Hot Lunch SMART-E After School SCEF District

Principals Message

  • Follow us on

Principal’s Message

Date: November 13, 2011 Author: admin Categories: Principals Message

Hello BA Community.

I shared this Thanksgiving Message in my first fall at Brittan Acres in 2008, as Americans faced a suddenly looming financial crisis. It seems as timely today. I hope it stimulates reflection and thanksgiving for your own important family lessons this year, and in years to come.

Giving Thanks for Life’s Lessons
At Thanksgiving, Americans gather in extended families to reflect on our blessings and appreciate for all that is good in our lives. The world has seen many changes since this time last year. Our dinnertime conversations will doubtless include our hopes, as well as our concerns about what the future may bring. In preparation for my own family gathering, I’ve been thinking about our unique history, measuring the challenges in my own life against the backdrop of this larger perspective.

Fleeing Chaos, Seeking Opportunity
Like many Americans, my mother’s parents came to this country for a better life. Fleeing the chaos of WWI, they left their ancestral Italian village hoping for opportunities. In Oakland, with 3rd grade educations, they managed to develop a successful business selling fruits and vegetables in the produce market. By being “preservative” (their word) they survived, and eventually overcame painful losses suffered during the Great Depression. Their greatest pride was seeing their only child graduate from Oakland High School, and then Mills College, before becoming a public school teacher in Salinas

Also first in his family to attend university, my father’s studies were interrupted by the Nazi occupation of Czechoslovakia, when he was deported to a forced labor camp. Upon liberation, he returned to Prague and finished law school just in time to witness the communist takeover of his government. Escaping to American-controlled West Germany, he eventually immigrated to America in 1948. From the few letters that were delivered to them, my Czech grandparents learned their son successfully earned degrees from Yale Law School and Harvard before taking his first teaching position at Cornell.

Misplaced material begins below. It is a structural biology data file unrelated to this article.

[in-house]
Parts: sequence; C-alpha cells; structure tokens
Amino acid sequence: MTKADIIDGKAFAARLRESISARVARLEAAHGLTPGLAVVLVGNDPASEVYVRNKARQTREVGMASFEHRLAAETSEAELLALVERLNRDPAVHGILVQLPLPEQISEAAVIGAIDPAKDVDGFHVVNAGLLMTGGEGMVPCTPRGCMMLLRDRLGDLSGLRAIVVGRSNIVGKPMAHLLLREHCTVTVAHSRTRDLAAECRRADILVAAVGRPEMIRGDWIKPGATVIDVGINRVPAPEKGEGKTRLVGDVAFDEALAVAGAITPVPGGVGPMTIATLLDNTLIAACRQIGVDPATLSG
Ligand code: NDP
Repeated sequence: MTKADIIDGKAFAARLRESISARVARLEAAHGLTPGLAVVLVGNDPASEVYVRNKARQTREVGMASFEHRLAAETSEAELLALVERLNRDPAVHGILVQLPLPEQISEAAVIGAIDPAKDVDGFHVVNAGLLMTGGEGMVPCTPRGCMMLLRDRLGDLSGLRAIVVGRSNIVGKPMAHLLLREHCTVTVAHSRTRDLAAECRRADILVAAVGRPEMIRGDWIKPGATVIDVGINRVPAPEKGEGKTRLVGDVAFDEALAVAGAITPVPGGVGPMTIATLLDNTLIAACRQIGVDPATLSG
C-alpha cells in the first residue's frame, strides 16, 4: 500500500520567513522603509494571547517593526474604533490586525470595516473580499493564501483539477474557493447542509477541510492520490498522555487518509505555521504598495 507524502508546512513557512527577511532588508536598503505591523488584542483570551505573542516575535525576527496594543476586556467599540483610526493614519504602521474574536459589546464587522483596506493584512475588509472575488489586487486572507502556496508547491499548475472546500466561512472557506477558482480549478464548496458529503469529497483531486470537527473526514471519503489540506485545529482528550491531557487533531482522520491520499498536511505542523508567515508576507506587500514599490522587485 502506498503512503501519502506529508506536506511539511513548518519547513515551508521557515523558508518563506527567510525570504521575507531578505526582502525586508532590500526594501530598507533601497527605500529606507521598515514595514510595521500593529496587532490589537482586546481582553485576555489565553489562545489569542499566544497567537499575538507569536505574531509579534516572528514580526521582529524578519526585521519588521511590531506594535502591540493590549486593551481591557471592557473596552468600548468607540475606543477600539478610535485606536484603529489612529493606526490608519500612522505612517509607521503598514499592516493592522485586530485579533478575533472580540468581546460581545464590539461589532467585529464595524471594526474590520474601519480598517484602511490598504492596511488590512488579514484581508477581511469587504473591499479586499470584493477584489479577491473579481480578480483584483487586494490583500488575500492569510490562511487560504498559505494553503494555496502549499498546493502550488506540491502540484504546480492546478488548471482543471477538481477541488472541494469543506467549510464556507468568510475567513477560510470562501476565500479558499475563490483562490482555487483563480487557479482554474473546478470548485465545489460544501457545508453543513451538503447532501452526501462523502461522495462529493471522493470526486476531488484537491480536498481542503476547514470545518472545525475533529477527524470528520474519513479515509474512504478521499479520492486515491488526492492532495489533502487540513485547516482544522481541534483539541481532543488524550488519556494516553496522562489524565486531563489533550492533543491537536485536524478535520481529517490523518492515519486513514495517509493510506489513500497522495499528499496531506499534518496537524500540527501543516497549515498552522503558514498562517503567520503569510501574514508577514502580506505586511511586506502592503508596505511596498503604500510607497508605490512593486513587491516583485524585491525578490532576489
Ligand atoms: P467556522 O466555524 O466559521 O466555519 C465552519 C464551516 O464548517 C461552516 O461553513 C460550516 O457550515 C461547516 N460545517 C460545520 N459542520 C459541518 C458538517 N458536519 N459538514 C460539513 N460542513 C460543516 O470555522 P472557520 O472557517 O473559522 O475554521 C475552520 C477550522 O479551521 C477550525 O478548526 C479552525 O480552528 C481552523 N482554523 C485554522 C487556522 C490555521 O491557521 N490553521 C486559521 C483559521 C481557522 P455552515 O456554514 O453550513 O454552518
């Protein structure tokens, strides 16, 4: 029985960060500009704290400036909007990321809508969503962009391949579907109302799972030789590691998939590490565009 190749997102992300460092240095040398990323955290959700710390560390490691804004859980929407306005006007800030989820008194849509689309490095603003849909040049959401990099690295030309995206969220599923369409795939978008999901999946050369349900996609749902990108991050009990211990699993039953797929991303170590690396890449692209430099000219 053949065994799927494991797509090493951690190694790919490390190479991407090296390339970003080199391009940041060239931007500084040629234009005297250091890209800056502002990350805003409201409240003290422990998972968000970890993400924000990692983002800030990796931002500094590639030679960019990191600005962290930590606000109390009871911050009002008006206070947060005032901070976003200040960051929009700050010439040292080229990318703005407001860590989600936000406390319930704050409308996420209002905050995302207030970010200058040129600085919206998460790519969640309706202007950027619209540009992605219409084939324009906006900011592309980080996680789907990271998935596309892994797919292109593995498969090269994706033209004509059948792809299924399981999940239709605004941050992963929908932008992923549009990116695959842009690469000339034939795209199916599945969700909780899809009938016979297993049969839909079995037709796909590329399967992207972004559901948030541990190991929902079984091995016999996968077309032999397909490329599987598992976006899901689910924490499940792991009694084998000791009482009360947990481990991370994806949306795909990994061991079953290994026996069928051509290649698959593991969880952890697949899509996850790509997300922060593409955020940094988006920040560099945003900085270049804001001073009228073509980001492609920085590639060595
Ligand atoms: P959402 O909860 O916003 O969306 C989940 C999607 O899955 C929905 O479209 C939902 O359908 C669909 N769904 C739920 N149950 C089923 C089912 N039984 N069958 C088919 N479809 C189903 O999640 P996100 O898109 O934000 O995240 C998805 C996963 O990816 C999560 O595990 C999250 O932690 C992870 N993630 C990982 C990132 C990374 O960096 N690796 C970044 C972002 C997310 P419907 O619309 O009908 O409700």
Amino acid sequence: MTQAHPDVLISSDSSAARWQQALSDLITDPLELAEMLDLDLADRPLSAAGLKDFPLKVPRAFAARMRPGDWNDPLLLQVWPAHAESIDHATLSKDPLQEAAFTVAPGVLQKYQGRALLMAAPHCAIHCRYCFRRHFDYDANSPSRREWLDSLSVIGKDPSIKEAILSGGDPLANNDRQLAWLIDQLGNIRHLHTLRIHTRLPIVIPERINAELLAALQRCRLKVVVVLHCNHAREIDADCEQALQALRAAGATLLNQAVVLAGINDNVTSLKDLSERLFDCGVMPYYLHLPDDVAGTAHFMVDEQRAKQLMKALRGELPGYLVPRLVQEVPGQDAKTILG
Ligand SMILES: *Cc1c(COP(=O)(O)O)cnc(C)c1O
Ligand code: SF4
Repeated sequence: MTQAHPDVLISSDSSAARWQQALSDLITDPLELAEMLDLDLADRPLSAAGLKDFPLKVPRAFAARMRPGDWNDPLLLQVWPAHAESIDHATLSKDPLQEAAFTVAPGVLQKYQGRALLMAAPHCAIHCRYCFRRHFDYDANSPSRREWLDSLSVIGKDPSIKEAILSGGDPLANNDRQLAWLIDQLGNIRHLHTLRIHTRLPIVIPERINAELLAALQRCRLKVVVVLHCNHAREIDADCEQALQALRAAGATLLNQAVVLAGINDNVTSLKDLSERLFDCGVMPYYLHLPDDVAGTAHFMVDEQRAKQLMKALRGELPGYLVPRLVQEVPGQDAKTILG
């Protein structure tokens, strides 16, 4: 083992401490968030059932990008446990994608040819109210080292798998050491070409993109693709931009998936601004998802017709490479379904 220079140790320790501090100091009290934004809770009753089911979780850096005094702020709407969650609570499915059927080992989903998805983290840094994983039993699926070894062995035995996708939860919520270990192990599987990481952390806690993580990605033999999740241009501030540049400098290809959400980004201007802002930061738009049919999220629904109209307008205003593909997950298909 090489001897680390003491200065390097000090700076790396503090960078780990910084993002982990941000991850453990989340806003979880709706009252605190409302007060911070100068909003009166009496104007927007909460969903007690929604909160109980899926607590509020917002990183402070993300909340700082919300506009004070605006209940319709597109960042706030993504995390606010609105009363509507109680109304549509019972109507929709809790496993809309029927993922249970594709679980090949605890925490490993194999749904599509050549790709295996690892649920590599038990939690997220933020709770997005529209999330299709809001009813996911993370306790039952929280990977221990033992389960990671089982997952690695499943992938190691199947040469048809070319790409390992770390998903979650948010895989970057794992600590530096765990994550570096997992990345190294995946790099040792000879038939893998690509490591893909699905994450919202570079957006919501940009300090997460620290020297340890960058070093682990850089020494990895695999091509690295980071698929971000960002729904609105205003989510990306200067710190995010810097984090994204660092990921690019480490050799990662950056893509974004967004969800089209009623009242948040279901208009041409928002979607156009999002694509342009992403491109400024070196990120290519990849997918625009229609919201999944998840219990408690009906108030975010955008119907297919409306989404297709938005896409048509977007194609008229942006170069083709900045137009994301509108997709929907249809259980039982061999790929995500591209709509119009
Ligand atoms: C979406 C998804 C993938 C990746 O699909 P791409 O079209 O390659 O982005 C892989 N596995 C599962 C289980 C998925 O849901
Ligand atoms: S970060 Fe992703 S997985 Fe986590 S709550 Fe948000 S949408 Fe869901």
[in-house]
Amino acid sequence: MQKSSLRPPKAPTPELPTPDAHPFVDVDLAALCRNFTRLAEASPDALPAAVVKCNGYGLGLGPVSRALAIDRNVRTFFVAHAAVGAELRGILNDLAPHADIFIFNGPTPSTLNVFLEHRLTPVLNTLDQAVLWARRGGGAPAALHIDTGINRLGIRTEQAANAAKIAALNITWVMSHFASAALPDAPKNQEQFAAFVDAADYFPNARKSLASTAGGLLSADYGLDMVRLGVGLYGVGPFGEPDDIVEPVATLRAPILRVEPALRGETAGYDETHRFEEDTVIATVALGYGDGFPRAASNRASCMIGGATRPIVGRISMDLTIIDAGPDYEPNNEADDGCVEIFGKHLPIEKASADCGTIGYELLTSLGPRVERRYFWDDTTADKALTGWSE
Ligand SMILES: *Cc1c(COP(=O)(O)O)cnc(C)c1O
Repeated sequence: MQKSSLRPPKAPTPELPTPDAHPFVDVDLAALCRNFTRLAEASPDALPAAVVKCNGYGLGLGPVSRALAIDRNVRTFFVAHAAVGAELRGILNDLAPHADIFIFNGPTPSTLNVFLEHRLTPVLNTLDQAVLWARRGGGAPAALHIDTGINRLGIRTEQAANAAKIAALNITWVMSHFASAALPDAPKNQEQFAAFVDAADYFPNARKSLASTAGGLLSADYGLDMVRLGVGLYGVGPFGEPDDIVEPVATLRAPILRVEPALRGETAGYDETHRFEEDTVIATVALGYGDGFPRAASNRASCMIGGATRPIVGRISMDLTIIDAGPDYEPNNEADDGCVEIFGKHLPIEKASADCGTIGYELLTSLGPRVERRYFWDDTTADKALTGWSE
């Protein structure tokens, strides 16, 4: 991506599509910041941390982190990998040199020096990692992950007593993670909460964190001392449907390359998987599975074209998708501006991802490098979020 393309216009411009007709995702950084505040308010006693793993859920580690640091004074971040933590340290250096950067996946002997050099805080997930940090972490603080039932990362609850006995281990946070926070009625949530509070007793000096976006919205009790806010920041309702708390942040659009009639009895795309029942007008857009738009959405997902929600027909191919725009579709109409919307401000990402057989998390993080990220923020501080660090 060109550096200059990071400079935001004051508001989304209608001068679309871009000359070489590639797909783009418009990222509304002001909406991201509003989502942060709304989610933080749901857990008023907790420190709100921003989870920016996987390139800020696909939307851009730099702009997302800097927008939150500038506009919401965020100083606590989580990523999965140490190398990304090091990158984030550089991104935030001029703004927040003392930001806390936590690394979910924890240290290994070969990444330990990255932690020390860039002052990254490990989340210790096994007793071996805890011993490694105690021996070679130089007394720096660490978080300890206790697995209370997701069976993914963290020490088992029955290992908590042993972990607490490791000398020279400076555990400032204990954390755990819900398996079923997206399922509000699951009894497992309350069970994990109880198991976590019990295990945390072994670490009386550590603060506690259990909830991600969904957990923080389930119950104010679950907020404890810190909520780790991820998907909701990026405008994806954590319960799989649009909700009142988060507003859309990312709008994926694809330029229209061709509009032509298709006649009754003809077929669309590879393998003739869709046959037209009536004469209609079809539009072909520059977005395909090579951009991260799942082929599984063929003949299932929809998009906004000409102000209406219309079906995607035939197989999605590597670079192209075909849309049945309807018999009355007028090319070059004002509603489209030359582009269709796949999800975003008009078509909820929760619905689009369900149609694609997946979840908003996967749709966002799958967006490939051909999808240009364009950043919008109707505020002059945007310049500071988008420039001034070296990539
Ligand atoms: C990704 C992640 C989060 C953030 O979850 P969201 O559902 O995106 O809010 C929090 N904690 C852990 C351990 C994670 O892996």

Themes to Live By
One theme of these stories is perseverance. When I find myself struggling, I remember my father breaking rocks in an enemy quarry, torn with the knowledge that the labor keeping him alive also supported his oppressors. I imagine him trudging through an icy stream, crossing snow-covered mountains to an uncertain future. I appreciate his parents’ grief, watching their son depart for a chance to thrive. I admire my father’s steadfast optimism, despite a plethora of evidence to the contrary, for the potential of a rational world operating on principles of international law.

A second theme is courage. When I am afraid to try something I’ve never done before, I think of my Italian grandparents, who left everyone and everything they knew, to take a chance on a better life on the other side of the world. I marvel at their gumption– believing in their own possibility– with the few tools of a basic village education, a small envelope of borrowed money, and not a word of English.

An overriding theme in my family is the value of education. “No one can ever take that away from you,” my grandmother would intone with the authority of someone who had suffered many losses. A few years ago, upon receiving my Master’s in Education, my mother gifted me with my father’s watch, inscribed: “With pride, Mom and Dad.” I wear it every day.

As we gather to give thanks next week, I will bring to life some of my family’s stories. What lessons can we learn from the experiences of our forebears? What demonstrated strengths might we draw on, to help us through adversity? Equally important, how will our response to the challenges we face today be viewed by our own children and grandchildren?

The experiences of my family teach that challenges may be avenues to life-changing opportunities. We should give thanks for lessons like these.

Best wishes for a gratifying Thanksgiving,
John Triska